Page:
Tuesday on MSNBC, Rep. Dan Donovan (R-NY) said he is willing to look at any new proposal on health care but Speaker of the House Paul Ryan’s (R-WI) bill that was not voted on “had a laundry list of things that I felt hurt the people that I represent.”
Partial transcript as follows:
DONOVAN: I think I would have to look at it. Right now there are conceptual ideas. We haven’t seen any language anything in writing. I had a laundry list of things that I felt hurt the people that I represent in the original proposal. I’ve always said that the president and Speaker Ryan are courageous for attempting this. This is very complicated. They could have let the Affordable Care Act just collapse upon itself because it will. But they attempted to make corrections, things that we need to do for the American public. But they have to look through this of the lenses of what’s good for 330 million people. I have to look at the people I represent in Staten Island and Brooklyn.
TUR: They leave it to the states to do away with the mandate for essential health care benefits that will effectively force people who have preexisting conditions to pay a very high premium or very — pay a lot for their health care costs. That is not necessarily ensuring that they’re going to get health care if they have to pay more than they afford.
DONOVAN: That can be very dangerous. also, Katy, when you look at what we did to seniors. The original Affordable Care Act allowed insurance companies to charge seniors three times as much as they charge a healthy person. The proposal last week that never got voted on allowed insurance companies to charge senior citizens five times when they charge a healthy person. This is the time in our seniors’ lives when they are living on limited incomes and they probably need health insurance more than they did in earlier years. These are some of the issues that I had with the original plan. I have to see what’s being proposed now corrects any of those.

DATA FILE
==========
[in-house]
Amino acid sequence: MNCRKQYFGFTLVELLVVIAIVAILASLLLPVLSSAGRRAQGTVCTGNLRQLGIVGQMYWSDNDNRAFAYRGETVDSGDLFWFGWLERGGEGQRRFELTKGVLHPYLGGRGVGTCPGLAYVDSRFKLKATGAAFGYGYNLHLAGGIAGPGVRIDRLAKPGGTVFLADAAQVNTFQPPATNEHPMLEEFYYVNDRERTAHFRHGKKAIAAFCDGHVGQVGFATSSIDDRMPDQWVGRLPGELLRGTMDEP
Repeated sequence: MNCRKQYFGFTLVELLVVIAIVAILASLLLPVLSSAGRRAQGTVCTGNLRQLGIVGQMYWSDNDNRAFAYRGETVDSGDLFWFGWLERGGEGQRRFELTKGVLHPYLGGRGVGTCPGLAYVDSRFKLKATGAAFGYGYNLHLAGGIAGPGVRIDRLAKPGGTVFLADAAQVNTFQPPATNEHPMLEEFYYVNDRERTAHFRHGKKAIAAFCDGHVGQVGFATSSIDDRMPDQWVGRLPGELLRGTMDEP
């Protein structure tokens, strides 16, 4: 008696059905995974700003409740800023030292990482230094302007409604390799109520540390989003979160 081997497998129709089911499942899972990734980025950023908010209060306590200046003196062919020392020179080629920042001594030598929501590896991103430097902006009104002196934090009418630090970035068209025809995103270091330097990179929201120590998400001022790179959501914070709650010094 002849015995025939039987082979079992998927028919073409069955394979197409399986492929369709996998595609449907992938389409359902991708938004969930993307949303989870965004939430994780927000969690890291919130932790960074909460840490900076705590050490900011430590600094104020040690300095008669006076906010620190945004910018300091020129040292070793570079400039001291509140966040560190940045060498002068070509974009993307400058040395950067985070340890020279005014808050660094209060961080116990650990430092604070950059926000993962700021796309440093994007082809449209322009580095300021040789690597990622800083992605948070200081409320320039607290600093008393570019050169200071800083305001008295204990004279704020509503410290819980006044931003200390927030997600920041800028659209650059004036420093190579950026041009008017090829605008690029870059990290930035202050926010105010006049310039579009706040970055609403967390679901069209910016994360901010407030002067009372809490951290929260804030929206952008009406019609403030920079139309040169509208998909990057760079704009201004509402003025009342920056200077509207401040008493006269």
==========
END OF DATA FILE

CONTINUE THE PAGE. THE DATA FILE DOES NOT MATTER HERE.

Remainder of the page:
TUR: Your president said that he wanted universal health care for every person in this country, not access to health care. Why are Republicans in the Freedom Caucus just forging ahead with the plan that would deny so many millions, according to the CBO in that last report, and who knows how the CBO would rate this if this ends up going to the floor for a bill — why are they so bent on making sure that they lose their health care? Why is this not a plan that’s being made more moderate instead of more conservative?
DONOVAN: I don’t know. In Washington, one of the things you have to do in our business is learn to count. Right now to pass any kind of legislation we need 216 votes. There are five vacancies right now so the magic number is 216. I suspect the folks at leadership are counting those heads. I don’t know why people would want to allow people to go without health care, allow people who have health care now to lose that health care. It is very expensive. We have to do something. If we don’t change what’s happening with Medicaid, it is not going to be around for people who come after us. So we have to do this compassionately. It is very difficult to pull the rug out from people who have now become dependent on having health care. But the CBO report that you just mentioned, the last one anyhow, said 24 million Americans would be without health care that currently have health care with the new proposal. The new proposal wasn’t going to help those people with high premiums and high deductibles and co-pays. The CBO says in 20 years people paying $20,000 a year, premiums would only be paying $18,000. That’s not the relief we promised to the American people.
TUR: Would you rather work with the Democrats on this to fix Obamacare rather than repealing the entire thing?
DONOVAN: We have to fix our health care system. It is broken and in great need of repair. However, we get that done I am willing to work —
TUR: So, yes, I would like to work with Democrats is what I hear you saying.
DONOVAN: I would like to work with everyone.
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